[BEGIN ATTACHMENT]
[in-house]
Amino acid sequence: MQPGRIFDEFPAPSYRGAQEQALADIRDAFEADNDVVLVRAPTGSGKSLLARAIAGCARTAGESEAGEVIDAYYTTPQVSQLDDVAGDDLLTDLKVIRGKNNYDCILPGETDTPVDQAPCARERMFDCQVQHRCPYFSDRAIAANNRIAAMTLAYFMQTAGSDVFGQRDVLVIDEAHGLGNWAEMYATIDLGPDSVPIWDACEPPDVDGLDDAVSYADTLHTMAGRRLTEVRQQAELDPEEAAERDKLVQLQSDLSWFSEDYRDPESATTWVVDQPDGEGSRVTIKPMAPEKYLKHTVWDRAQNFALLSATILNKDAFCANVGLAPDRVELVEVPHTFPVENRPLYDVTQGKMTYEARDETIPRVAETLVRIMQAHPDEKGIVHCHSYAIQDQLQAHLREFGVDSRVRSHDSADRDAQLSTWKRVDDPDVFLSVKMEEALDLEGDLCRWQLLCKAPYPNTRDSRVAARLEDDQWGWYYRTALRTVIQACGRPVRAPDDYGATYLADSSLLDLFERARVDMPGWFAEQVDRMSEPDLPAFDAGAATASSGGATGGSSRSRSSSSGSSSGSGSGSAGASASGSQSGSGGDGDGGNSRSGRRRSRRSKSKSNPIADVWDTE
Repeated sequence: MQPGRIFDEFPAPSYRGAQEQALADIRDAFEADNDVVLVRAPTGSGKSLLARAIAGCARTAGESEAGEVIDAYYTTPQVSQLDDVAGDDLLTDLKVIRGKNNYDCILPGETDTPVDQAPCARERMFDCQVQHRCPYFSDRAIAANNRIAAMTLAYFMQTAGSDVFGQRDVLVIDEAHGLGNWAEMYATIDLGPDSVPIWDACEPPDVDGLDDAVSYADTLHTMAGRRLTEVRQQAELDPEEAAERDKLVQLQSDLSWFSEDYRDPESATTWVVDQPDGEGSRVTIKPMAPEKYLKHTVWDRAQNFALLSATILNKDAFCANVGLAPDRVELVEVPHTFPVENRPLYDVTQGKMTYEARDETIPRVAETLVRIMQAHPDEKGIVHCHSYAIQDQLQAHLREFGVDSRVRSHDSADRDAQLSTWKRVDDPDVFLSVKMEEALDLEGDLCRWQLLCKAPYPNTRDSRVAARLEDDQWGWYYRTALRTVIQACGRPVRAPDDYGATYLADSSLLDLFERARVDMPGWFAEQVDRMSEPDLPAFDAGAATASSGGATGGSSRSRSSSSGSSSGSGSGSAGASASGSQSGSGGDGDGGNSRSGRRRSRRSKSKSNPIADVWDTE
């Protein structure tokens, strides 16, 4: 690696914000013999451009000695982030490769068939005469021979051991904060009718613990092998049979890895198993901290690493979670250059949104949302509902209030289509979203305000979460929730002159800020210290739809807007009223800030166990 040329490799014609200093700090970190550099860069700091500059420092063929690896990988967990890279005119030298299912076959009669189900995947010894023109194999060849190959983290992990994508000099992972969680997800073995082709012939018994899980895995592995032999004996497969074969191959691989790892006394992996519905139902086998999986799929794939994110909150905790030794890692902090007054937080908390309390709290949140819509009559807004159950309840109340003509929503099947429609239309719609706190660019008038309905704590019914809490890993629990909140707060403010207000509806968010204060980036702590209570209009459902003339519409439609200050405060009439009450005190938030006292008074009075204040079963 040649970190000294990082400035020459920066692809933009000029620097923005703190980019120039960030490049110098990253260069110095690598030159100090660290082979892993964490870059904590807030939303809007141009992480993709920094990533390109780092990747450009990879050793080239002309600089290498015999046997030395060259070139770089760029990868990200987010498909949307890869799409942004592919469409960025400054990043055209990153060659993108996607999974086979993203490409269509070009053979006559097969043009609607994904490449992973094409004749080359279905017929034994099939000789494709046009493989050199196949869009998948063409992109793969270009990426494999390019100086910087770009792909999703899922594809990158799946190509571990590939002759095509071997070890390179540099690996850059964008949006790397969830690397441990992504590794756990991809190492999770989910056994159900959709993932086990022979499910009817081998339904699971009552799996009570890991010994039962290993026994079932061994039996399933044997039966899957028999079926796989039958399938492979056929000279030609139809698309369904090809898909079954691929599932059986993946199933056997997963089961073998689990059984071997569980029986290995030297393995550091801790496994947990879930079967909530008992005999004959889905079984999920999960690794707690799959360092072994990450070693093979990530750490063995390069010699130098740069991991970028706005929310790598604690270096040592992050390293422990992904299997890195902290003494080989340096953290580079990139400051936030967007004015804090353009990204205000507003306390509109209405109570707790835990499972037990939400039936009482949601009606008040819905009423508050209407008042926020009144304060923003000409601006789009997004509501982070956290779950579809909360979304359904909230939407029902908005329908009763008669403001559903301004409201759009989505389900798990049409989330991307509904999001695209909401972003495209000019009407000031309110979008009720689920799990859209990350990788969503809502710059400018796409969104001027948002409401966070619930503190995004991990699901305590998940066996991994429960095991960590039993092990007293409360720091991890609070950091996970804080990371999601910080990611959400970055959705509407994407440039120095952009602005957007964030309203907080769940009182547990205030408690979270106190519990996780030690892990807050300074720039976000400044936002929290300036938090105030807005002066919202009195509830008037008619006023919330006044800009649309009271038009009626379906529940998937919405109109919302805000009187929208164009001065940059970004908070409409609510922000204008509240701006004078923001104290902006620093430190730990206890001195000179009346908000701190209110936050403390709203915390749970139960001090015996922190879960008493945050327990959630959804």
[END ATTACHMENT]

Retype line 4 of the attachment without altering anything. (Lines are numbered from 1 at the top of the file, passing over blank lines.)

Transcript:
């Protein structure tokens, strides 16, 4: 690696914000013999451009000695982030490769068939005469021979051991904060009718613990092998049979890895198993901290690493979670250059949104949302509902209030289509979203305000979460929730002159800020210290739809807007009223800030166990 040329490799014609200093700090970190550099860069700091500059420092063929690896990988967990890279005119030298299912076959009669189900995947010894023109194999060849190959983290992990994508000099992972969680997800073995082709012939018994899980895995592995032999004996497969074969191959691989790892006394992996519905139902086998999986799929794939994110909150905790030794890692902090007054937080908390309390709290949140819509009559807004159950309840109340003509929503099947429609239309719609706190660019008038309905704590019914809490890993629990909140707060403010207000509806968010204060980036702590209570209009459902003339519409439609200050405060009439009450005190938030006292008074009075204040079963 040649970190000294990082400035020459920066692809933009000029620097923005703190980019120039960030490049110098990253260069110095690598030159100090660290082979892993964490870059904590807030939303809007141009992480993709920094990533390109780092990747450009990879050793080239002309600089290498015999046997030395060259070139770089760029990868990200987010498909949307890869799409942004592919469409960025400054990043055209990153060659993108996607999974086979993203490409269509070009053979006559097969043009609607994904490449992973094409004749080359279905017929034994099939000789494709046009493989050199196949869009998948063409992109793969270009990426494999390019100086910087770009792909999703899922594809990158799946190509571990590939002759095509071997070890390179540099690996850059964008949006790397969830690397441990992504590794756990991809190492999770989910056994159900959709993932086990022979499910009817081998339904699971009552799996009570890991010994039962290993026994079932061994039996399933044997039966899957028999079926796989039958399938492979056929000279030609139809698309369904090809898909079954691929599932059986993946199933056997997963089961073998689990059984071997569980029986290995030297393995550091801790496994947990879930079967909530008992005999004959889905079984999920999960690794707690799959360092072994990450070693093979990530750490063995390069010699130098740069991991970028706005929310790598604690270096040592992050390293422990992904299997890195902290003494080989340096953290580079990139400051936030967007004015804090353009990204205000507003306390509109209405109570707790835990499972037990939400039936009482949601009606008040819905009423508050209407008042926020009144304060923003000409601006789009997004509501982070956290779950579809909360979304359904909230939407029902908005329908009763008669403001559903301004409201759009989505389900798990049409989330991307509904999001695209909401972003495209000019009407000031309110979008009720689920799990859209990350990788969503809502710059400018796409969104001027948002409401966070619930503190995004991990699901305590998940066996991994429960095991960590039993092990007293409360720091991890609070950091996970804080990371999601910080990611959400970055959705509407994407440039120095952009602005957007964030309203907080769940009182547990205030408690979270106190519990996780030690892990807050300074720039976000400044936002929290300036938090105030807005002066919202009195509830008037008619006023919330006044800009649309009271038009009626379906529940998937919405109109919302805000009187929208164009001065940059970004908070409409609510922000204008509240701006004078923001104290902006620093430190730990206890001195000179009346908000701190209110936050403390709203915390749970139960001090015996922190879960008493945050327990959630959804």